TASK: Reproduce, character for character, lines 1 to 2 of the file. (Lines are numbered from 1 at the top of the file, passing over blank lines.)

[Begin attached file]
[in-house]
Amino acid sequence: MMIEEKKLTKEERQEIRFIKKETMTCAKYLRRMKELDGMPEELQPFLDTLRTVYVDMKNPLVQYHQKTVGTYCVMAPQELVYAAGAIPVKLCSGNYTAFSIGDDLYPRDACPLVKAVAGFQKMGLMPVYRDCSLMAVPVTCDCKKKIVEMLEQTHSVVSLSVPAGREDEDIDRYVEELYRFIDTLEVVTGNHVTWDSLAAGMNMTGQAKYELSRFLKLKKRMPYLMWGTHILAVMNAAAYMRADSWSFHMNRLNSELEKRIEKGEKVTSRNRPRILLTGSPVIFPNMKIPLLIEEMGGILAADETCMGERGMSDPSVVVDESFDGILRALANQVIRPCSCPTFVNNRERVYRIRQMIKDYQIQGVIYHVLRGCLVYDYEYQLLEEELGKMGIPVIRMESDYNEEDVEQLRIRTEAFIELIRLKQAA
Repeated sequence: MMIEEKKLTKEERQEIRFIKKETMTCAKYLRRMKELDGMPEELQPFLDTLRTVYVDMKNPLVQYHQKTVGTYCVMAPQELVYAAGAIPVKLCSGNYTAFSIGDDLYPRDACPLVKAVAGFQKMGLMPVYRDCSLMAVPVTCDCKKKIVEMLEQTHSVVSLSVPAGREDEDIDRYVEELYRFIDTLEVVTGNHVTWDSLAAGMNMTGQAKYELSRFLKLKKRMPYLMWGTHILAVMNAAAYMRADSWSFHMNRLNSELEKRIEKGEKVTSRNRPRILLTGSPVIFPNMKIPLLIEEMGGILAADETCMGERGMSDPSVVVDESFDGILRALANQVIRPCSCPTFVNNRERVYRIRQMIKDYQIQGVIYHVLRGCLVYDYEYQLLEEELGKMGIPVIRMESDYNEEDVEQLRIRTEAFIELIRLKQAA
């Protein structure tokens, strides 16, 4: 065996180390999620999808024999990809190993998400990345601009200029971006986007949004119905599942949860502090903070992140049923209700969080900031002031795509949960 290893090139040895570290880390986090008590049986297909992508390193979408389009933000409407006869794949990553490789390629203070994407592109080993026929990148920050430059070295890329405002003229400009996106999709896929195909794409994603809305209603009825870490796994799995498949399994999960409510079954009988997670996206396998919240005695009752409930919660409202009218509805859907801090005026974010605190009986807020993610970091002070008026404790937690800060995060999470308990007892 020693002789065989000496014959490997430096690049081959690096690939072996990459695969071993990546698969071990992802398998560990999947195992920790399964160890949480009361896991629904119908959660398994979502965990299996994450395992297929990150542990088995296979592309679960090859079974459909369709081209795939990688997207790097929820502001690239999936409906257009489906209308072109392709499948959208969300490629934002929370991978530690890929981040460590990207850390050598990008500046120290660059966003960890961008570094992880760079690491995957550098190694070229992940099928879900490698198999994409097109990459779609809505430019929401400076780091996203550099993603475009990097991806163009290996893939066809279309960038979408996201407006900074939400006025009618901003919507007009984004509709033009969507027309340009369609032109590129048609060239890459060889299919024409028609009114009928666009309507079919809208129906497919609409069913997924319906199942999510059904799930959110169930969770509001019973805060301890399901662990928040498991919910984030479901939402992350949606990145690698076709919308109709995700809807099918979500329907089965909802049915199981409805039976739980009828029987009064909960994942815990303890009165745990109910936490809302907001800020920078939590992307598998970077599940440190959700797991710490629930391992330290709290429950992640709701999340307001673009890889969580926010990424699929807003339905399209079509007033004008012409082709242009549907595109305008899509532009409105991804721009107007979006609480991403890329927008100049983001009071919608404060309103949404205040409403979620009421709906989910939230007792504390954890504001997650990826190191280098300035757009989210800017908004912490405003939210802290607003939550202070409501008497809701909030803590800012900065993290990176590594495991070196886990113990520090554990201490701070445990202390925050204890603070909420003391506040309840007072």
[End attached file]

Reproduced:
[in-house]
Amino acid sequence: MMIEEKKLTKEERQEIRFIKKETMTCAKYLRRMKELDGMPEELQPFLDTLRTVYVDMKNPLVQYHQKTVGTYCVMAPQELVYAAGAIPVKLCSGNYTAFSIGDDLYPRDACPLVKAVAGFQKMGLMPVYRDCSLMAVPVTCDCKKKIVEMLEQTHSVVSLSVPAGREDEDIDRYVEELYRFIDTLEVVTGNHVTWDSLAAGMNMTGQAKYELSRFLKLKKRMPYLMWGTHILAVMNAAAYMRADSWSFHMNRLNSELEKRIEKGEKVTSRNRPRILLTGSPVIFPNMKIPLLIEEMGGILAADETCMGERGMSDPSVVVDESFDGILRALANQVIRPCSCPTFVNNRERVYRIRQMIKDYQIQGVIYHVLRGCLVYDYEYQLLEEELGKMGIPVIRMESDYNEEDVEQLRIRTEAFIELIRLKQAA